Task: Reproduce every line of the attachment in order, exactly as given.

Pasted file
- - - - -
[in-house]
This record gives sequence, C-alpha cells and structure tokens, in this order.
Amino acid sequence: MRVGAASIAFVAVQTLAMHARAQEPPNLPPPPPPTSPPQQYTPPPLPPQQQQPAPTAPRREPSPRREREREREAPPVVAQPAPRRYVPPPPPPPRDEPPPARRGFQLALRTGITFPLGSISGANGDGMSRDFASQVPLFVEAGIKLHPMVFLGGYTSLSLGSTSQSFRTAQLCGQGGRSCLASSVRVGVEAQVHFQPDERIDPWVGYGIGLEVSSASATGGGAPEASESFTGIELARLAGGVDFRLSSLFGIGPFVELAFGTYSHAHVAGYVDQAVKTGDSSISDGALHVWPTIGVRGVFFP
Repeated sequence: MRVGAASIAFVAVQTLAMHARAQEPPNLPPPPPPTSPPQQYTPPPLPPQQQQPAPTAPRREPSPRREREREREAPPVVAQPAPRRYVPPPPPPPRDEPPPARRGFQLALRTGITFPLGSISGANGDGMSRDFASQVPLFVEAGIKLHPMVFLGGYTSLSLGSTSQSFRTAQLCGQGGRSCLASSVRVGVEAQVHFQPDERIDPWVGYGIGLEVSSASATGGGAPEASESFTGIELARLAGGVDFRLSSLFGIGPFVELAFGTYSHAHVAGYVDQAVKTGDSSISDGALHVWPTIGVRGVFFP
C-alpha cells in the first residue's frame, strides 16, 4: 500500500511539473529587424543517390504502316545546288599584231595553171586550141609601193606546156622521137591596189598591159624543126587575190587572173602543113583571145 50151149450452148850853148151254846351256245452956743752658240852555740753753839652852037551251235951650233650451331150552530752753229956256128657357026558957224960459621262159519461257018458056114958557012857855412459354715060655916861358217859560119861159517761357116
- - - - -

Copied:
[in-house]
This record gives sequence, C-alpha cells and structure tokens, in this order.
Amino acid sequence: MRVGAASIAFVAVQTLAMHARAQEPPNLPPPPPPTSPPQQYTPPPLPPQQQQPAPTAPRREPSPRREREREREAPPVVAQPAPRRYVPPPPPPPRDEPPPARRGFQLALRTGITFPLGSISGANGDGMSRDFASQVPLFVEAGIKLHPMVFLGGYTSLSLGSTSQSFRTAQLCGQGGRSCLASSVRVGVEAQVHFQPDERIDPWVGYGIGLEVSSASATGGGAPEASESFTGIELARLAGGVDFRLSSLFGIGPFVELAFGTYSHAHVAGYVDQAVKTGDSSISDGALHVWPTIGVRGVFFP
Repeated sequence: MRVGAASIAFVAVQTLAMHARAQEPPNLPPPPPPTSPPQQYTPPPLPPQQQQPAPTAPRREPSPRREREREREAPPVVAQPAPRRYVPPPPPPPRDEPPPARRGFQLALRTGITFPLGSISGANGDGMSRDFASQVPLFVEAGIKLHPMVFLGGYTSLSLGSTSQSFRTAQLCGQGGRSCLASSVRVGVEAQVHFQPDERIDPWVGYGIGLEVSSASATGGGAPEASESFTGIELARLAGGVDFRLSSLFGIGPFVELAFGTYSHAHVAGYVDQAVKTGDSSISDGALHVWPTIGVRGVFFP
C-alpha cells in the first residue's frame, strides 16, 4: 500500500511539473529587424543517390504502316545546288599584231595553171586550141609601193606546156622521137591596189598591159624543126587575190587572173602543113583571145 50151149450452148850853148151254846351256245452956743752658240852555740753753839652852037551251235951650233650451331150552530752753229956256128657357026558957224960459621262159519461257018458056114958557012857855412459354715060655916861358217859560119861159517761357116